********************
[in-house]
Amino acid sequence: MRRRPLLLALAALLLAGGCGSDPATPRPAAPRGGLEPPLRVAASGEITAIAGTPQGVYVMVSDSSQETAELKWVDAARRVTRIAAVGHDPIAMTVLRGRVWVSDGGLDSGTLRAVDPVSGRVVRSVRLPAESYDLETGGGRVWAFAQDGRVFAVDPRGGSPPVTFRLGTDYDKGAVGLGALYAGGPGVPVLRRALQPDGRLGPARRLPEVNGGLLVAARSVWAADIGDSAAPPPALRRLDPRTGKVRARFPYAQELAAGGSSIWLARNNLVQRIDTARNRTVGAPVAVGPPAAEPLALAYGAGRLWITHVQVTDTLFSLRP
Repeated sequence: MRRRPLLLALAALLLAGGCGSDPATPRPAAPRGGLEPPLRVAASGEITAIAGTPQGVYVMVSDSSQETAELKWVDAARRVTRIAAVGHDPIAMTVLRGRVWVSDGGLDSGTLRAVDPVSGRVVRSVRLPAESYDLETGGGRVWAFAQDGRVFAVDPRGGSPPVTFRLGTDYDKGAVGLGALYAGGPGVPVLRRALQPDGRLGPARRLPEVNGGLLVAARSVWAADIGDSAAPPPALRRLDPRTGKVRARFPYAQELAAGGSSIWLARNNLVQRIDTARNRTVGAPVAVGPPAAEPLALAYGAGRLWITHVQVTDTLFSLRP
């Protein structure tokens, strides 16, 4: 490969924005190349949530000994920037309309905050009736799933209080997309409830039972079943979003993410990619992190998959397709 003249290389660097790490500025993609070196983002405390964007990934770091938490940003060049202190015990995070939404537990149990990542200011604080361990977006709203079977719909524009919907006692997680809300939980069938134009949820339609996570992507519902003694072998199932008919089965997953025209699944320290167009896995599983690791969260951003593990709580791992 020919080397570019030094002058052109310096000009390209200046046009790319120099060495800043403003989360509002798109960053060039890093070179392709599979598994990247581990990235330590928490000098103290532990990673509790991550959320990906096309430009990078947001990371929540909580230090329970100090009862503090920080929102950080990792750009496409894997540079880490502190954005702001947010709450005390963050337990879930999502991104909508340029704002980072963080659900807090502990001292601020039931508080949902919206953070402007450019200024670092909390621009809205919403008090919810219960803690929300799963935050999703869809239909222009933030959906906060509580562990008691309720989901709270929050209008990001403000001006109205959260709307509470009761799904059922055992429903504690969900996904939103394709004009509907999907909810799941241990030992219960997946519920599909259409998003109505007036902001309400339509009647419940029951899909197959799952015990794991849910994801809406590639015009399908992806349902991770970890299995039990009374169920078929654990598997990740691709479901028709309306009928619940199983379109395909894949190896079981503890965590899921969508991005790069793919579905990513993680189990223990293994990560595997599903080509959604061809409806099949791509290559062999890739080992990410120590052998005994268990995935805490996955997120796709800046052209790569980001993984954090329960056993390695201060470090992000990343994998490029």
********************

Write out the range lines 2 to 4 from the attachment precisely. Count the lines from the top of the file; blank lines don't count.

Amino acid sequence: MRRRPLLLALAALLLAGGCGSDPATPRPAAPRGGLEPPLRVAASGEITAIAGTPQGVYVMVSDSSQETAELKWVDAARRVTRIAAVGHDPIAMTVLRGRVWVSDGGLDSGTLRAVDPVSGRVVRSVRLPAESYDLETGGGRVWAFAQDGRVFAVDPRGGSPPVTFRLGTDYDKGAVGLGALYAGGPGVPVLRRALQPDGRLGPARRLPEVNGGLLVAARSVWAADIGDSAAPPPALRRLDPRTGKVRARFPYAQELAAGGSSIWLARNNLVQRIDTARNRTVGAPVAVGPPAAEPLALAYGAGRLWITHVQVTDTLFSLRP
Repeated sequence: MRRRPLLLALAALLLAGGCGSDPATPRPAAPRGGLEPPLRVAASGEITAIAGTPQGVYVMVSDSSQETAELKWVDAARRVTRIAAVGHDPIAMTVLRGRVWVSDGGLDSGTLRAVDPVSGRVVRSVRLPAESYDLETGGGRVWAFAQDGRVFAVDPRGGSPPVTFRLGTDYDKGAVGLGALYAGGPGVPVLRRALQPDGRLGPARRLPEVNGGLLVAARSVWAADIGDSAAPPPALRRLDPRTGKVRARFPYAQELAAGGSSIWLARNNLVQRIDTARNRTVGAPVAVGPPAAEPLALAYGAGRLWITHVQVTDTLFSLRP
């Protein structure tokens, strides 16, 4: 490969924005190349949530000994920037309309905050009736799933209080997309409830039972079943979003993410990619992190998959397709 003249290389660097790490500025993609070196983002405390964007990934770091938490940003060049202190015990995070939404537990149990990542200011604080361990977006709203079977719909524009919907006692997680809300939980069938134009949820339609996570992507519902003694072998199932008919089965997953025209699944320290167009896995599983690791969260951003593990709580791992 020919080397570019030094002058052109310096000009390209200046046009790319120099060495800043403003989360509002798109960053060039890093070179392709599979598994990247581990990235330590928490000098103290532990990673509790991550959320990906096309430009990078947001990371929540909580230090329970100090009862503090920080929102950080990792750009496409894997540079880490502190954005702001947010709450005390963050337990879930999502991104909508340029704002980072963080659900807090502990001292601020039931508080949902919206953070402007450019200024670092909390621009809205919403008090919810219960803690929300799963935050999703869809239909222009933030959906906060509580562990008691309720989901709270929050209008990001403000001006109205959260709307509470009761799904059922055992429903504690969900996904939103394709004009509907999907909810799941241990030992219960997946519920599909259409998003109505007036902001309400339509009647419940029951899909197959799952015990794991849910994801809406590639015009399908992806349902991770970890299995039990009374169920078929654990598997990740691709479901028709309306009928619940199983379109395909894949190896079981503890965590899921969508991005790069793919579905990513993680189990223990293994990560595997599903080509959604061809409806099949791509290559062999890739080992990410120590052998005994268990995935805490996955997120796709800046052209790569980001993984954090329960056993390695201060470090992000990343994998490029």